Pond with algal scum

This is Mirror Lake on the University of Connecticut campus during a summer bloom of the green alga Hydrodictyon.

Hydrodictyon reticulatum is fascinating because its cells form a net that is visible to the naked eye. The genus name Hydrodictyon means “water net” and the specific epithet reticulatum means (somewhat redundantly) “netlike”. Green algae are phototrophic, meaning they generate their own food using energy from the sun and carbon dioxide from the air. As a by-product of this process, known as photosynthesis, oxygen is given off, and it is quite common to see bubbles of oxygen trapped by algae forming the scum on the surface of ponds. Hydrodictyon can reproduce very quickly, especially when nutrient levels in the pond are elevated. This alga is a very common cause of extensive algal blooms.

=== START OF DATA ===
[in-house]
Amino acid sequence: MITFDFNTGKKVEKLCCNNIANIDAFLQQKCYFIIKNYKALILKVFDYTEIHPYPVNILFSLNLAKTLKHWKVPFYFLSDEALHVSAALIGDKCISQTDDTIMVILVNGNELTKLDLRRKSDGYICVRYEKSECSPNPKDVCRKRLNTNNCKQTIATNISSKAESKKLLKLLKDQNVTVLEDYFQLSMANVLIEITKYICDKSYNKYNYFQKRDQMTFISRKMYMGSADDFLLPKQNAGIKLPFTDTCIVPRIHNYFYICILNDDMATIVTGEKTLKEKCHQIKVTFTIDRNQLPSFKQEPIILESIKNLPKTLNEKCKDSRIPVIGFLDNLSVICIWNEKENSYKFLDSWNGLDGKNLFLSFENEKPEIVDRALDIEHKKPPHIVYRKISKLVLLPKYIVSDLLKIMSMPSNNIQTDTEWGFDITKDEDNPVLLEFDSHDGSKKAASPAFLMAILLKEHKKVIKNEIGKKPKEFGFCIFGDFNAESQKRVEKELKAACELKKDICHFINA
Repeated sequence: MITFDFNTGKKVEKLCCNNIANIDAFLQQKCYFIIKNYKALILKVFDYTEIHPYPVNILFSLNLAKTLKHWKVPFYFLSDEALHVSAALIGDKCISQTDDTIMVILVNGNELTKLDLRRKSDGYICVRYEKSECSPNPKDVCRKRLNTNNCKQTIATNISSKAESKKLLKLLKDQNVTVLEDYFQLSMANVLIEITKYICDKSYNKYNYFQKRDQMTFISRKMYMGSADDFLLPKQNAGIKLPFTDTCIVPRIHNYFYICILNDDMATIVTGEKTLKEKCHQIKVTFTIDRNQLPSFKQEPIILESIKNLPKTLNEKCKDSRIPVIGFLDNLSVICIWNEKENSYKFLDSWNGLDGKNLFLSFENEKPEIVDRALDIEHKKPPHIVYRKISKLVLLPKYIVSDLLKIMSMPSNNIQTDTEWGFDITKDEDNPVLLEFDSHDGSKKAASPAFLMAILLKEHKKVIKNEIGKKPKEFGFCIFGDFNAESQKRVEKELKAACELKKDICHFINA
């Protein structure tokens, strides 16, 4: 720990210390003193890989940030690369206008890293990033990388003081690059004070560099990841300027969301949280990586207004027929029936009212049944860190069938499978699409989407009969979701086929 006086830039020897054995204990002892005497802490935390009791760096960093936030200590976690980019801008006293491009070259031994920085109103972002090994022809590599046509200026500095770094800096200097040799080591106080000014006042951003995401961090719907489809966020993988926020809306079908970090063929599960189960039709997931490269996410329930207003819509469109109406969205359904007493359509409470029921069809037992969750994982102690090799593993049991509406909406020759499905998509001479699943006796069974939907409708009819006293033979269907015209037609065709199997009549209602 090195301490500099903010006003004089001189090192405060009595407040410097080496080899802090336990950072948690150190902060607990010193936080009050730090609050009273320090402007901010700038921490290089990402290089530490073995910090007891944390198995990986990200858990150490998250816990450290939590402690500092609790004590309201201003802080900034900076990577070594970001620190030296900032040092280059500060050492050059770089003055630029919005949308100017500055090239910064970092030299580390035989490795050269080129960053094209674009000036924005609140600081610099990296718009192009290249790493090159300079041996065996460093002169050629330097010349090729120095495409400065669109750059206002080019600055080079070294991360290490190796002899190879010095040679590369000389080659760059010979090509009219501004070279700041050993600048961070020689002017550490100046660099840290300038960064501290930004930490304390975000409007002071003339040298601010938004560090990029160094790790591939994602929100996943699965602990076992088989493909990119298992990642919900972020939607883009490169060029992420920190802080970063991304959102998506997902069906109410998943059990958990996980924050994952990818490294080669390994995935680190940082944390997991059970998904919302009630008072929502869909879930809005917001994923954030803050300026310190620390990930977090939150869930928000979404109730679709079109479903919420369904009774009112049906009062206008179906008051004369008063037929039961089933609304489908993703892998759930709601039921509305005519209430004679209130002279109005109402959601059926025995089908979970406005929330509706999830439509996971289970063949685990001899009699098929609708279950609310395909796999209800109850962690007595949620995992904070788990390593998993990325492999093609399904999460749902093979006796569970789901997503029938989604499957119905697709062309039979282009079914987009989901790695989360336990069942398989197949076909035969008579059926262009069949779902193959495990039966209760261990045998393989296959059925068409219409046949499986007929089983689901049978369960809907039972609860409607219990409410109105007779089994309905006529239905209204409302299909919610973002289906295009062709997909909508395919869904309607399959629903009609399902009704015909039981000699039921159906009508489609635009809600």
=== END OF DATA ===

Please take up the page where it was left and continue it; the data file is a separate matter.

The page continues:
The photo above was created by threading a wire through a piece of Hydrodictyon and hanging it up like a sheet on a clothes line! This makes it clear why the common name is “Water Net.”

The final photo is a closeup, showing how the algal cells are connected end-to-end to form the net.